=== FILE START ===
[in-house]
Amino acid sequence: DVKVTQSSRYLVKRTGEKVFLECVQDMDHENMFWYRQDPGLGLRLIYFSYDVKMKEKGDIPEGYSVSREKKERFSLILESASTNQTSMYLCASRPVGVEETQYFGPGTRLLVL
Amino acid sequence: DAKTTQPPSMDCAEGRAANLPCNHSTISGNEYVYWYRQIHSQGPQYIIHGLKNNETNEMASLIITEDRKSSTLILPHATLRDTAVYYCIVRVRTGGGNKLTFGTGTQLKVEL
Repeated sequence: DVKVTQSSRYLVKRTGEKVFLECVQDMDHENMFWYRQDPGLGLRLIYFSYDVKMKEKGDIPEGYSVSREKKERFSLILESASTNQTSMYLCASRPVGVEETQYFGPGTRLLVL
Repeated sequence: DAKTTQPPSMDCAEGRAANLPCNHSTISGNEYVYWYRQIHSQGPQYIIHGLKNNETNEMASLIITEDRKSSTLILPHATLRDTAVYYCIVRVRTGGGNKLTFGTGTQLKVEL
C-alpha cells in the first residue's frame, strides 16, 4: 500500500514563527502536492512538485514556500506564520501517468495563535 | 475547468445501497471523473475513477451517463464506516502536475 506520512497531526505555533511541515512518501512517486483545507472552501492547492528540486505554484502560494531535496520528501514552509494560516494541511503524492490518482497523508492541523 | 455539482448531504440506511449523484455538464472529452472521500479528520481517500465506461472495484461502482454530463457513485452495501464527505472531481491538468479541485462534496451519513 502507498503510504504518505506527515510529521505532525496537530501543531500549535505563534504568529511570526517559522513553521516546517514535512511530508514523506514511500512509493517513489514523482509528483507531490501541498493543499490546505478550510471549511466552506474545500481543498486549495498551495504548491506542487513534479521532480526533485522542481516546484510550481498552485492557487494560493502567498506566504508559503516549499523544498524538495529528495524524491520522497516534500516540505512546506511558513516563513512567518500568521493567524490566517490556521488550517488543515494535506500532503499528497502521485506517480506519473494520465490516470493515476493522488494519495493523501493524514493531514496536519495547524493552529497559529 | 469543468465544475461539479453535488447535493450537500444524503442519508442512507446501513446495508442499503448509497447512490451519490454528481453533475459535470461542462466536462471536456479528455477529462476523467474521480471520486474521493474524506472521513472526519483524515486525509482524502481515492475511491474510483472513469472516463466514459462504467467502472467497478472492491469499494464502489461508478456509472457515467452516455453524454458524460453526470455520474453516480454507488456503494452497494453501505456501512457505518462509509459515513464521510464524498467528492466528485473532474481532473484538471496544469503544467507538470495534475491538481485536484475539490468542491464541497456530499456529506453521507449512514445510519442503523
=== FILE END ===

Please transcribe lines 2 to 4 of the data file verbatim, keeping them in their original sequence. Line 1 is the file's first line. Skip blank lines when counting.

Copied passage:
Amino acid sequence: DVKVTQSSRYLVKRTGEKVFLECVQDMDHENMFWYRQDPGLGLRLIYFSYDVKMKEKGDIPEGYSVSREKKERFSLILESASTNQTSMYLCASRPVGVEETQYFGPGTRLLVL
Amino acid sequence: DAKTTQPPSMDCAEGRAANLPCNHSTISGNEYVYWYRQIHSQGPQYIIHGLKNNETNEMASLIITEDRKSSTLILPHATLRDTAVYYCIVRVRTGGGNKLTFGTGTQLKVEL
Repeated sequence: DVKVTQSSRYLVKRTGEKVFLECVQDMDHENMFWYRQDPGLGLRLIYFSYDVKMKEKGDIPEGYSVSREKKERFSLILESASTNQTSMYLCASRPVGVEETQYFGPGTRLLVL